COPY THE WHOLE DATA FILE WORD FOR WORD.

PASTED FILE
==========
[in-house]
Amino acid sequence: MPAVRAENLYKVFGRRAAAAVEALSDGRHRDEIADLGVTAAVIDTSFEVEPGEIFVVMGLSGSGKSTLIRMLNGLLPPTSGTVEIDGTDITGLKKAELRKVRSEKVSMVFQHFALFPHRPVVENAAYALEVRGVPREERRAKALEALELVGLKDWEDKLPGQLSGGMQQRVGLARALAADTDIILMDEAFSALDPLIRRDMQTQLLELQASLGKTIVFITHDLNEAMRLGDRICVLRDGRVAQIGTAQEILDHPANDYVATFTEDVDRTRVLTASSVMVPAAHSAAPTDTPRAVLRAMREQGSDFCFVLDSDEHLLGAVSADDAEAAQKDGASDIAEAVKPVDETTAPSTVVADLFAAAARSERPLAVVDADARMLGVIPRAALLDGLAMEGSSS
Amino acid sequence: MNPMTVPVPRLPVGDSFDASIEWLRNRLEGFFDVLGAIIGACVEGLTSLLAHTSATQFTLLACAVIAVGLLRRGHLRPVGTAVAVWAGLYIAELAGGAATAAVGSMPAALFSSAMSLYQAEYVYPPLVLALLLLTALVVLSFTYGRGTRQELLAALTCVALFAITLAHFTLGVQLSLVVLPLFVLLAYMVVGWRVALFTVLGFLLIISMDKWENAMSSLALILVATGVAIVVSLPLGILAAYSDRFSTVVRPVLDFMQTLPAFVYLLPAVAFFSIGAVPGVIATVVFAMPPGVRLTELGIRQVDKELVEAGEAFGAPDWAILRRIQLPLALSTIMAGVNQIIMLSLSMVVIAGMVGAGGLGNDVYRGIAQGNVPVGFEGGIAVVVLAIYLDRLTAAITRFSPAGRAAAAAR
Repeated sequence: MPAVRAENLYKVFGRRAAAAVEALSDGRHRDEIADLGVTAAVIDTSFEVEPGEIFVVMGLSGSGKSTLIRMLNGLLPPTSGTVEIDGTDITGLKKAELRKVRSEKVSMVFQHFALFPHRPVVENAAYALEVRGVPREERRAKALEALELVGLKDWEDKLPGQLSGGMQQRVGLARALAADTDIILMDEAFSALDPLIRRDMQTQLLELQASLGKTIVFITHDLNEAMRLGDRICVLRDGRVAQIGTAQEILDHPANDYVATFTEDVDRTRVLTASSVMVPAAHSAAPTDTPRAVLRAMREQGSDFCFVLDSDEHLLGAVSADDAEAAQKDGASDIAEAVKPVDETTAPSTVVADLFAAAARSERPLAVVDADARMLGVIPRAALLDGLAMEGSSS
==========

[in-house]
Amino acid sequence: MPAVRAENLYKVFGRRAAAAVEALSDGRHRDEIADLGVTAAVIDTSFEVEPGEIFVVMGLSGSGKSTLIRMLNGLLPPTSGTVEIDGTDITGLKKAELRKVRSEKVSMVFQHFALFPHRPVVENAAYALEVRGVPREERRAKALEALELVGLKDWEDKLPGQLSGGMQQRVGLARALAADTDIILMDEAFSALDPLIRRDMQTQLLELQASLGKTIVFITHDLNEAMRLGDRICVLRDGRVAQIGTAQEILDHPANDYVATFTEDVDRTRVLTASSVMVPAAHSAAPTDTPRAVLRAMREQGSDFCFVLDSDEHLLGAVSADDAEAAQKDGASDIAEAVKPVDETTAPSTVVADLFAAAARSERPLAVVDADARMLGVIPRAALLDGLAMEGSSS
Amino acid sequence: MNPMTVPVPRLPVGDSFDASIEWLRNRLEGFFDVLGAIIGACVEGLTSLLAHTSATQFTLLACAVIAVGLLRRGHLRPVGTAVAVWAGLYIAELAGGAATAAVGSMPAALFSSAMSLYQAEYVYPPLVLALLLLTALVVLSFTYGRGTRQELLAALTCVALFAITLAHFTLGVQLSLVVLPLFVLLAYMVVGWRVALFTVLGFLLIISMDKWENAMSSLALILVATGVAIVVSLPLGILAAYSDRFSTVVRPVLDFMQTLPAFVYLLPAVAFFSIGAVPGVIATVVFAMPPGVRLTELGIRQVDKELVEAGEAFGAPDWAILRRIQLPLALSTIMAGVNQIIMLSLSMVVIAGMVGAGGLGNDVYRGIAQGNVPVGFEGGIAVVVLAIYLDRLTAAITRFSPAGRAAAAAR
Repeated sequence: MPAVRAENLYKVFGRRAAAAVEALSDGRHRDEIADLGVTAAVIDTSFEVEPGEIFVVMGLSGSGKSTLIRMLNGLLPPTSGTVEIDGTDITGLKKAELRKVRSEKVSMVFQHFALFPHRPVVENAAYALEVRGVPREERRAKALEALELVGLKDWEDKLPGQLSGGMQQRVGLARALAADTDIILMDEAFSALDPLIRRDMQTQLLELQASLGKTIVFITHDLNEAMRLGDRICVLRDGRVAQIGTAQEILDHPANDYVATFTEDVDRTRVLTASSVMVPAAHSAAPTDTPRAVLRAMREQGSDFCFVLDSDEHLLGAVSADDAEAAQKDGASDIAEAVKPVDETTAPSTVVADLFAAAARSERPLAVVDADARMLGVIPRAALLDGLAMEGSSS